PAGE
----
Good Luck Today.

Tregg Cronin

Market Analyst

Tregg.Cronin@halocommodities.com

www.halocommodities.com

@5thWave_tcronin

COMMODITY TRADING INVOLVES RISK AND MAY NOT BE SUITABLE FOR ALL RECEIPIENTS OF THIS EMAIL. Neither the information presented, nor any opinions expressed, constitutes a solicitation for the purchase or sale of any commodities. The thoughts expressed in this email and basic data from which they are derived are believed to be reliable, but cannot be guaranteed due to uncertainty about future events and complexities surrounding commodity markets. Those acting on the information are responsible for their own actions.

5/30/2019 Morning Comments

Good Morning,

Rains working across Arkansas, Missouri, Illinois, Indiana and Ohio this morning with the rest of the Plains and corn belt largely quiet.  Rains will continue to impact the central and eastern corn belt over the next 5-7 days with an additional 0.50-1.25” falling through early next week.  The southern plains will also keep the spicket on with the entire state of Kansas slated for 0.75-2.00” while Oklahoma and North Texas receive similar amounts.  It is the changes in the 6-10 and 8-14 day outlooks which are encouraging.  The Northern Plains sees above to much above normal temps in the 6-10 and 8-14 day, while precip shifts to normal/below over the same period.  This pattern will be welcome for producers trying to catch up on seeding, so long as it does not hang around indefinitely.  Some much needed heat should also help lagging row crop emergence.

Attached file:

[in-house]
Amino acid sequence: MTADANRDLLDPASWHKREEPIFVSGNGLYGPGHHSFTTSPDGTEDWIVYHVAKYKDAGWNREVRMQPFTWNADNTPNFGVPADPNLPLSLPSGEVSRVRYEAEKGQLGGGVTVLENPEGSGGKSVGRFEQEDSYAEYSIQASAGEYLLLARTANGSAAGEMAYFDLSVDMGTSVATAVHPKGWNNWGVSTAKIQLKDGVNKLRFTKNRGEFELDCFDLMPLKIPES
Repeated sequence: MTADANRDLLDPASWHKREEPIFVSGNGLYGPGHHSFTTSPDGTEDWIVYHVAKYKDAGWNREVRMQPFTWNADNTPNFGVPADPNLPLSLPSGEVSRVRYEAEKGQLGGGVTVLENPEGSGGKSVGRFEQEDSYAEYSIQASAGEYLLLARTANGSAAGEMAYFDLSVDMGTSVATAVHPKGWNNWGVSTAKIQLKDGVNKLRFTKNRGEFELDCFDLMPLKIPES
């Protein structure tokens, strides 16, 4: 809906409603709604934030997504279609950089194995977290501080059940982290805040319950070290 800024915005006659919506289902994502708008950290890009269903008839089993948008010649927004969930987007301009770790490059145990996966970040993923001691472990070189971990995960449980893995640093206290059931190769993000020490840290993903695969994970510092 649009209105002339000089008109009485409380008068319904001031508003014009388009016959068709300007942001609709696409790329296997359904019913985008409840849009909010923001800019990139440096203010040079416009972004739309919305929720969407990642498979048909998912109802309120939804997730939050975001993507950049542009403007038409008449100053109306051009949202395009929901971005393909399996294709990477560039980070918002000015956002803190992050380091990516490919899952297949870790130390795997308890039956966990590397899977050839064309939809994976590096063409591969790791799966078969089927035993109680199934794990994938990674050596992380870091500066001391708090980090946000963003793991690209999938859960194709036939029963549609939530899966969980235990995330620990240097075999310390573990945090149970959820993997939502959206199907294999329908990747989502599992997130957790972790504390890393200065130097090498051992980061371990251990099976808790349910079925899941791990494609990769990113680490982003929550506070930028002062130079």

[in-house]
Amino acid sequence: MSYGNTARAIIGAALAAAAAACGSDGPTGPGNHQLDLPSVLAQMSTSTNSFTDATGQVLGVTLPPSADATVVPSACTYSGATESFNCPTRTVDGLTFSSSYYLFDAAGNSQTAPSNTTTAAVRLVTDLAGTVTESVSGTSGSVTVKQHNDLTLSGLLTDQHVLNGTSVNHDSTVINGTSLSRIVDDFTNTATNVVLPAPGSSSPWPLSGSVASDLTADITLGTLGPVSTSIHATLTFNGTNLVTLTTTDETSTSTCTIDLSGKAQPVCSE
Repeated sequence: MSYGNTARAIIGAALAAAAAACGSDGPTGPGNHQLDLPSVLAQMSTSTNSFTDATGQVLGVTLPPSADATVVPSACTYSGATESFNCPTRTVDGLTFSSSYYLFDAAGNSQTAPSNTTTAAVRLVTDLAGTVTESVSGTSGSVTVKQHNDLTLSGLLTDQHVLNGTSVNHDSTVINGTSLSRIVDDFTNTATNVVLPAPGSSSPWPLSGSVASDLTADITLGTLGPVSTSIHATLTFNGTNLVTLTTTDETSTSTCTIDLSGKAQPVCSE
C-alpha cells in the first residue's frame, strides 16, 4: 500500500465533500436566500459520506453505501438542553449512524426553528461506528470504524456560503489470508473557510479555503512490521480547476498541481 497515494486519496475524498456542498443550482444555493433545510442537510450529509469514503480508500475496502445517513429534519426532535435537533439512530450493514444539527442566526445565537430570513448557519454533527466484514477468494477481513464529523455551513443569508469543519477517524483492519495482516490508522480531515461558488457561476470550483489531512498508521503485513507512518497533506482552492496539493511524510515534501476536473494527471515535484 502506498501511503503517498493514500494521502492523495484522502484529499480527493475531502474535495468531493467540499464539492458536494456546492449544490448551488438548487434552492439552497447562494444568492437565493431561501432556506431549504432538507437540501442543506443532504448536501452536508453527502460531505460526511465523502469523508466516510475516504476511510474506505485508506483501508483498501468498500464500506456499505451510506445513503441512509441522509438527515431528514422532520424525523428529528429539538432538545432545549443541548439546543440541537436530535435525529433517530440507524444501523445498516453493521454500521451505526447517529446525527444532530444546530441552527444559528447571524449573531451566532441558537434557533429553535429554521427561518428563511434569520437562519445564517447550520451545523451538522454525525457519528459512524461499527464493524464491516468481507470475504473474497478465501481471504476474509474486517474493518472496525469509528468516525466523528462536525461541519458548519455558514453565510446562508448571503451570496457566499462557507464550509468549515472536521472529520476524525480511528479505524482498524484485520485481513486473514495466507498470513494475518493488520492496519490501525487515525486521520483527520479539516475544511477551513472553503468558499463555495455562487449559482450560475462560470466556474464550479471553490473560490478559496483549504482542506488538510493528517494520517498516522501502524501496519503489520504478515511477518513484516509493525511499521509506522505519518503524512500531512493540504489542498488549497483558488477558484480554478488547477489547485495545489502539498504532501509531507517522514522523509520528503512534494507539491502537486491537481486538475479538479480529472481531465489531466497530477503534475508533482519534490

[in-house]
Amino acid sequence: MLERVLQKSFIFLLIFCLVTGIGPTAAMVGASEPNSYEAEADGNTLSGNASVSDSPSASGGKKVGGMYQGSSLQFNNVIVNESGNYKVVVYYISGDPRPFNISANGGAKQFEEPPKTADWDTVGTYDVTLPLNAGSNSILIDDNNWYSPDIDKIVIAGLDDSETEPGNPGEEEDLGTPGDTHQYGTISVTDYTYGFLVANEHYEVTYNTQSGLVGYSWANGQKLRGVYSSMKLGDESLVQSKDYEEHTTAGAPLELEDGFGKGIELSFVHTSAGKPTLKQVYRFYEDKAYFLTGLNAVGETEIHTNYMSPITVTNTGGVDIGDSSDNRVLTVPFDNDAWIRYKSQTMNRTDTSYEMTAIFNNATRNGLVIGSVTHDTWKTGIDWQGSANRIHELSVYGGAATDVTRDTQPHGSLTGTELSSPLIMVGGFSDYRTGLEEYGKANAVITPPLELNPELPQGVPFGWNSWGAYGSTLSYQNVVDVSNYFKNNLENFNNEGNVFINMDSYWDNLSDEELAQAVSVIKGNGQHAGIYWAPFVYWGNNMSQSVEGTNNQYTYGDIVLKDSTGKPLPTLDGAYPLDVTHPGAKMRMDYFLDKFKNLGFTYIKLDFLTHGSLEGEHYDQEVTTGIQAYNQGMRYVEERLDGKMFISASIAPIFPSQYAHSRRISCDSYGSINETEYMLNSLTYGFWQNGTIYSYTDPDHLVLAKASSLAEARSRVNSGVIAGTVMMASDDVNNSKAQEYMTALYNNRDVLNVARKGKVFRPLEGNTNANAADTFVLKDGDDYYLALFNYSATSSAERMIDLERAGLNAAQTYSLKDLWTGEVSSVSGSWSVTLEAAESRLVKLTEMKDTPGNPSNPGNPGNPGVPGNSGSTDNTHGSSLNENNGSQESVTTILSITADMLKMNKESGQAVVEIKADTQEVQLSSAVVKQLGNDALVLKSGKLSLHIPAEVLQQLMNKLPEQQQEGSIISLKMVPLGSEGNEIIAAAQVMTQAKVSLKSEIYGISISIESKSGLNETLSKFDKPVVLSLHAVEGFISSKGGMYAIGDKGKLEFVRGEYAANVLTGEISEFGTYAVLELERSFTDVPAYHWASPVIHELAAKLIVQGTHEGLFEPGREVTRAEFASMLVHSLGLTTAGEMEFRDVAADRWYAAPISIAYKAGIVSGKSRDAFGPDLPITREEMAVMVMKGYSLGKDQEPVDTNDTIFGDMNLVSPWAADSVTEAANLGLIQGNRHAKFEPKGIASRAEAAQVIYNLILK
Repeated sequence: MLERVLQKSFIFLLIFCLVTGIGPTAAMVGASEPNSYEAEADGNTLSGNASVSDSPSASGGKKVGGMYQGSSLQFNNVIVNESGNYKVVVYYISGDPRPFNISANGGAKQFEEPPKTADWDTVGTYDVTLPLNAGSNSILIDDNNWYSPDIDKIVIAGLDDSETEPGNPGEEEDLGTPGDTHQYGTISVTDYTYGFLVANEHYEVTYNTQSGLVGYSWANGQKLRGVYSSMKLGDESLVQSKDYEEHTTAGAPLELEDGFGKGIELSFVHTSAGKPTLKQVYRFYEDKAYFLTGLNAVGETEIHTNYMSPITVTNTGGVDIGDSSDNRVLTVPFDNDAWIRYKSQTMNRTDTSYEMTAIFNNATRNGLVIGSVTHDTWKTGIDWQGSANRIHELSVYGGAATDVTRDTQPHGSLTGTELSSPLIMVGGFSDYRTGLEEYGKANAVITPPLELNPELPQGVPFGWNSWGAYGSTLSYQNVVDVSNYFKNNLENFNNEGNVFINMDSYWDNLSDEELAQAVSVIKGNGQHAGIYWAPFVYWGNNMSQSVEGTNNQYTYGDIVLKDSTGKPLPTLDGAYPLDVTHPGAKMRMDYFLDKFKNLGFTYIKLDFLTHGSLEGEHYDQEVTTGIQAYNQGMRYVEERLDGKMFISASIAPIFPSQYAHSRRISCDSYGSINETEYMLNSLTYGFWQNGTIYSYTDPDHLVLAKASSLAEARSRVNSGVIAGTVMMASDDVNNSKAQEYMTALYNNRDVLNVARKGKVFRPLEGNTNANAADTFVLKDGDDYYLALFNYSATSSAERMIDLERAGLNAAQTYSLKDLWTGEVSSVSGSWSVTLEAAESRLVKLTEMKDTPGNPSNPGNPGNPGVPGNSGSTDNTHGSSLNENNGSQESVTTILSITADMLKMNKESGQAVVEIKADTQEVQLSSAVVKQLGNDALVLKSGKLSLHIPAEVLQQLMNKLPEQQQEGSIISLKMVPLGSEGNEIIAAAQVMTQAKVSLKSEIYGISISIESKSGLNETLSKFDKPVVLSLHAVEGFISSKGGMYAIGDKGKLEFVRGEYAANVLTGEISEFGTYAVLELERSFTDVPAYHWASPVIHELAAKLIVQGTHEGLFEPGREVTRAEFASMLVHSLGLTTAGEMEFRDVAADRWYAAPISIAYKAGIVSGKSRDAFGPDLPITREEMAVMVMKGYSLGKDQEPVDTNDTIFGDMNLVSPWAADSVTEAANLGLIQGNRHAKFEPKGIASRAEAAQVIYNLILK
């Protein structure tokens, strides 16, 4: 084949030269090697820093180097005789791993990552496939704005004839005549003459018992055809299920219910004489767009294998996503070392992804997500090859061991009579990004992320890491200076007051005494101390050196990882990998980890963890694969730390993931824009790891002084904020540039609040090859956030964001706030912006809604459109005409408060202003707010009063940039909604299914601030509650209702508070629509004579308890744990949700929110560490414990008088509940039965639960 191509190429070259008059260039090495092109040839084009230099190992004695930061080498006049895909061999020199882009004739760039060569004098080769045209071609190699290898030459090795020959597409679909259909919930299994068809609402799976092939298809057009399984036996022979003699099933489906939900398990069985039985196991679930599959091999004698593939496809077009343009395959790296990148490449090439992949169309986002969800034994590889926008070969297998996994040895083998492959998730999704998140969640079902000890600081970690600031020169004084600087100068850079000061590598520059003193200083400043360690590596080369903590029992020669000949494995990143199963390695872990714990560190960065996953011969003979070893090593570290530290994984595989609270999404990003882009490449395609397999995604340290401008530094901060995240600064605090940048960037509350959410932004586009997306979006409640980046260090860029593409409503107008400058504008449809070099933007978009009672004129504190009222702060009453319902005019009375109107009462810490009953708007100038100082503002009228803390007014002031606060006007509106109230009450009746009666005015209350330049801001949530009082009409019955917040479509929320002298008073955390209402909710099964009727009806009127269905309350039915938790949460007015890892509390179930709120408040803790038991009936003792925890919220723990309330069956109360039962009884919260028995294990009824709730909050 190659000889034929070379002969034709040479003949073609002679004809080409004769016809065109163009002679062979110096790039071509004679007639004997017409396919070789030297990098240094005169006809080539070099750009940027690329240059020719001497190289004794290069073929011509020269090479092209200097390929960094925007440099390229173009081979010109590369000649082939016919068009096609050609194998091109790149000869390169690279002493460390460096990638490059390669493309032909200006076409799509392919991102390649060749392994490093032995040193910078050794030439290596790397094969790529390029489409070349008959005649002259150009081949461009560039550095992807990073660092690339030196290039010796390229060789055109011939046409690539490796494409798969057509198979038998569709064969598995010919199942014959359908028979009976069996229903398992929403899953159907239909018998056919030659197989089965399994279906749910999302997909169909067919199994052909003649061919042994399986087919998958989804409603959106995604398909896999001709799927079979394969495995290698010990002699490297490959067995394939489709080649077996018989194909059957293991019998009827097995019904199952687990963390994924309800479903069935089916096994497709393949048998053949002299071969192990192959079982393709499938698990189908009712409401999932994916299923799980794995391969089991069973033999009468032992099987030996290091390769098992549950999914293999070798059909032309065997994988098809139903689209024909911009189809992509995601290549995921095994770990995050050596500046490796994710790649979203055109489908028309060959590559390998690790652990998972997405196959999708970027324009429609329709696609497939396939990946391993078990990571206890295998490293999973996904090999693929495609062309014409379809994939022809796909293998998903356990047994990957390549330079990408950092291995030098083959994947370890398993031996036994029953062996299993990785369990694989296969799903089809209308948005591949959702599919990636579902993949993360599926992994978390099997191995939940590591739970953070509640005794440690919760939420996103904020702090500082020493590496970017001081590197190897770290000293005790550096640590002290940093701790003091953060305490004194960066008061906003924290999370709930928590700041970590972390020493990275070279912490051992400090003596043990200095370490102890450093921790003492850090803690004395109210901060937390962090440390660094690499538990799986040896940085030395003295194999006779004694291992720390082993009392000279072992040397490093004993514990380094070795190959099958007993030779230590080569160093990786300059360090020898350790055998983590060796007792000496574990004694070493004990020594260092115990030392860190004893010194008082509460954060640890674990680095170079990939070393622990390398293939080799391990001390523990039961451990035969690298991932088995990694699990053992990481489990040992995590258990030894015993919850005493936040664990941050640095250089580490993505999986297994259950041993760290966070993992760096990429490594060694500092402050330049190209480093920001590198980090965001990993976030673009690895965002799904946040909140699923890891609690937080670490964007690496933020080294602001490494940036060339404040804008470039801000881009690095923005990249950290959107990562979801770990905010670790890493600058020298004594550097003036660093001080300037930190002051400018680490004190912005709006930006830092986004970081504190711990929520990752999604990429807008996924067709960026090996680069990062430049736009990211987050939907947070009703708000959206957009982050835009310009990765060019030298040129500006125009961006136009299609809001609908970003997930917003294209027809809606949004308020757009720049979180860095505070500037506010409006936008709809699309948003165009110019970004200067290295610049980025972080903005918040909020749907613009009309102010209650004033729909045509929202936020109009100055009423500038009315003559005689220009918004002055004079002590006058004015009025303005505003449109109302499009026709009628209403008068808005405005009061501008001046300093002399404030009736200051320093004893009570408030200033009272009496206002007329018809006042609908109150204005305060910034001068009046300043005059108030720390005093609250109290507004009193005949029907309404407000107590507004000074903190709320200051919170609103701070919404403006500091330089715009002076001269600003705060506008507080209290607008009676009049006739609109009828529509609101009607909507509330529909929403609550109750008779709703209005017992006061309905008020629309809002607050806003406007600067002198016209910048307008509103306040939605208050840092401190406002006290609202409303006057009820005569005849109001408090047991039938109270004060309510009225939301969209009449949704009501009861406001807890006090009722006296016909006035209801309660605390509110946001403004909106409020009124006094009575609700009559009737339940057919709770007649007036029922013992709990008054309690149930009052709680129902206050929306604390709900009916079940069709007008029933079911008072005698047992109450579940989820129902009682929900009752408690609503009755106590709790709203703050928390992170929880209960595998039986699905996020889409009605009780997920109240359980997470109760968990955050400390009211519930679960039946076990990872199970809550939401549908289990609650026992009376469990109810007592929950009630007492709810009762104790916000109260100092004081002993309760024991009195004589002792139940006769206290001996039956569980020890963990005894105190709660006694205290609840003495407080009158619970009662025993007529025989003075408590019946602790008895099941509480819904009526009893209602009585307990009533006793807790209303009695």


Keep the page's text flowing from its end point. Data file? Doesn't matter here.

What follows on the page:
After posting losses at the overnight open, grains are higher almost across the board this morning as a mini-reversal takes place.  More importantly, however, was the huge reversal posted Wednesday after most contracts in the Ag room featured new highs for the move including another gap below the market.  The breather the market took definitely made a few bulls uneasy as the only narrative in this market for a week was how corn was headed back over $5.00.  To be clear, the planting issues have not been fixed and the eastern corn belt is going to feature additional rain the next week.  However, producer decisions are changing by the hour with better weather in the western corn belt, constant updates to MFP/PP programs, trade war rhetoric, etc.  What looks like a good decision one minute, could look like a poor idea the next.  What is certain is the rally in prices will keep producers attempting to plant long after “final” plant dates, especially if the second MFP payment is tied to planted acres.  We feel the market is still trying to get a handle on planted acreage, but many have already moved on to slashing yields and guessing 2019/20 demand.  The reversal yesterday is a perfect example of why this market doesn’t need to get ahead of itself in the rationing process until more is known about actual supply.  Open interest changes on Wednesday saw corn open interest down 4,478 contracts, soybeans up 9,300, SRW down 5,049 and HRW down 3,667 contracts.